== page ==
In the case of Casino, that movie was filmed in the spherical Super35 process. Countless numbers of movies have used Super35 in the last 20 years. There is no need to pan and scan that movie. They just do a video transfer of the full 35mm frame and crop down to the aspect ratio they need. Sometimes they'll crop tighter in the case of closeups. Certain visual effects shots may be panned and scanned since they're usually shot on 65mm or VistaVision format. Same goes for a lot of CGI stuff. Still, Super35 is home video safe widescreen.
 

· Icon
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Speaking of "HD ratios"... what' up with SciFi-HD? They seem to have the aspect correct, but all shows I've seen have black bars on 4 sides. One of the reasons I switched to Dish was to get SciFi in HD... now I have to zoom just like I did with TWC. Think they'll be going true HD anytime soon? USA-HD seems to be doing it right (Monk-Psych).
 

· Kwisatz Haderach of Cordcuttery
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tcatdbs said:
Speaking of "HD ratios"... what' up with SciFi-HD? They seem to have the aspect correct, but all shows I've seen have black bars on 4 sides. One of the reasons I switched to Dish was to get SciFi in HD... now I have to zoom just like I did with TWC. Think they'll be going true HD anytime soon? USA-HD seems to be doing it right (Monk-Psych).
Don't forget Burn Notice! :jumpingja

Sci-Fi does their firstruns in HD, when it's available. BSG was HD. I didn't pay much attention to anything else.
 

· Godfather
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Discussion Starter · #12 ·
tcatdbs said:
Speaking of "HD ratios"... what' up with SciFi-HD? They seem to have the aspect correct, but all shows I've seen have black bars on 4 sides. One of the reasons I switched to Dish was to get SciFi in HD... now I have to zoom just like I did with TWC. Think they'll be going true HD anytime soon? USA-HD seems to be doing it right (Monk-Psych).
HD does not mean 16:9, and 16:9 does not mean HD.

So for example, when a show is in letterboxed SD like Doctor Who, SciFi shows the program in 4:3 letterbox on their HD feed, resulting in the black side pillars and the black letterbox bars.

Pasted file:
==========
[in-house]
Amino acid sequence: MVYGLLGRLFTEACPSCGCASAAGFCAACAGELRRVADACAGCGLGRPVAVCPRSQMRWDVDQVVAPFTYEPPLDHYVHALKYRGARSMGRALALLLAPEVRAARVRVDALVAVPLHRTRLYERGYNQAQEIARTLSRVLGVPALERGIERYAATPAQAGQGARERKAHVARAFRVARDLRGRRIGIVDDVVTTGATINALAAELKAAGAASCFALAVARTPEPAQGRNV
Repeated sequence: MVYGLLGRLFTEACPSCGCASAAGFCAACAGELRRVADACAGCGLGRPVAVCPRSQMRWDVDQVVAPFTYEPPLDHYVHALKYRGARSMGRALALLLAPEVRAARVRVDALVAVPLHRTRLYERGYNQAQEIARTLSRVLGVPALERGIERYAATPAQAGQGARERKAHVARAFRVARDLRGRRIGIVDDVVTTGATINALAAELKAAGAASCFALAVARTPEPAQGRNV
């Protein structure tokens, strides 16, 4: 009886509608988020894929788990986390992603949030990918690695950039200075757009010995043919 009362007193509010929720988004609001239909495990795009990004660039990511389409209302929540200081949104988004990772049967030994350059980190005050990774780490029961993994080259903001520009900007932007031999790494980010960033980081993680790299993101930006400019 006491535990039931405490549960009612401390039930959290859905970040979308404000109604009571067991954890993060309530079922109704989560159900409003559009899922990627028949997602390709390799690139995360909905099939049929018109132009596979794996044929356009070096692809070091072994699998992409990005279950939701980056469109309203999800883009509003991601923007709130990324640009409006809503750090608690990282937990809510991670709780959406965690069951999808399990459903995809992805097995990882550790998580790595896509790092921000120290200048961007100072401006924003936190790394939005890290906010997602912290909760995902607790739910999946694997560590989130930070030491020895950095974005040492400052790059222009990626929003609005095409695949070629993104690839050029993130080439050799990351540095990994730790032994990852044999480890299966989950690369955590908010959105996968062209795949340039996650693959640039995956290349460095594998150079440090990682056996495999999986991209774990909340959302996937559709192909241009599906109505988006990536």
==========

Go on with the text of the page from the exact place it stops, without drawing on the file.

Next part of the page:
In theory, SciFi could zoom such content to 16:9 for the HD feed, but I prefer that they leave it alone and leave it to people's receivers or TVs to zoom, as there's no way to unzoom it for those who want the picture presented as-is.

One other possible reason for this is that the broadcast networks are preparing to shut off their SD feeds, requiring stations broadcasting a 4:3 signal to "center cut" their 16:9 HD signal. It could be that Sci-Fi has long term plans to do that as well (meaning DISH would "generate" SciFi SD by taking the center portion of the SciFi HD feed, downconverting it to 480i, and sending it out as the SD SciFi channel.)

What's more confusing is there are programs out there in 4:3 HD (the best example is CBS' annual presentation of Rudolph The Red Nosed Reindeer - it was originally shot in 4:3 so the HD version would be 4:3 as well) as well as shows shot in SD widescreen 16:9 (PBS' Motorweek is an example of a program that is widescreen but not HD.)
 

· Hall Of Fame
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I think the problem is who you want to cater to. Unfortunately for every viewer that knows that on their 42" TV is being displayed a picture missing 6.3 inches of the picture, there are 500 viewers who think they're being cheated when they see those black bars. Hence the phenomena of the various "stretches" built into widescreen TV's. I know people who prefer stretch-o-vision to 4:3 with sidebars. It drives me bonkers, but what do I know?

I don't know why the don't show everything at the original aspect and tell people to zoom if they don't want to see the whole picture.
 

· Superfly
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The only good thing is that we are heading towards only showing stuff in its original aspect ratio. It will take years, and there will still be 4:3 programs stretched to 16:9, or for situations like kucharsk is reporting here, but at least we are trending towards showing stuff with aspect ratio integrity. Fifteen years ago, you almost never saw a widescreen movie on live 4:3 TV. Now you do all the time.

Patience, kucharsk. You are on the side of the angels. Eventually you'll get your wish on all stations, not just Universal HD.

I know you rejected asking Universal HD why they do what they do with the link I posted up thread, but why don't you at least write them, complaining? While you are certainly welcome to gripe here, we can't do anything about it. They can.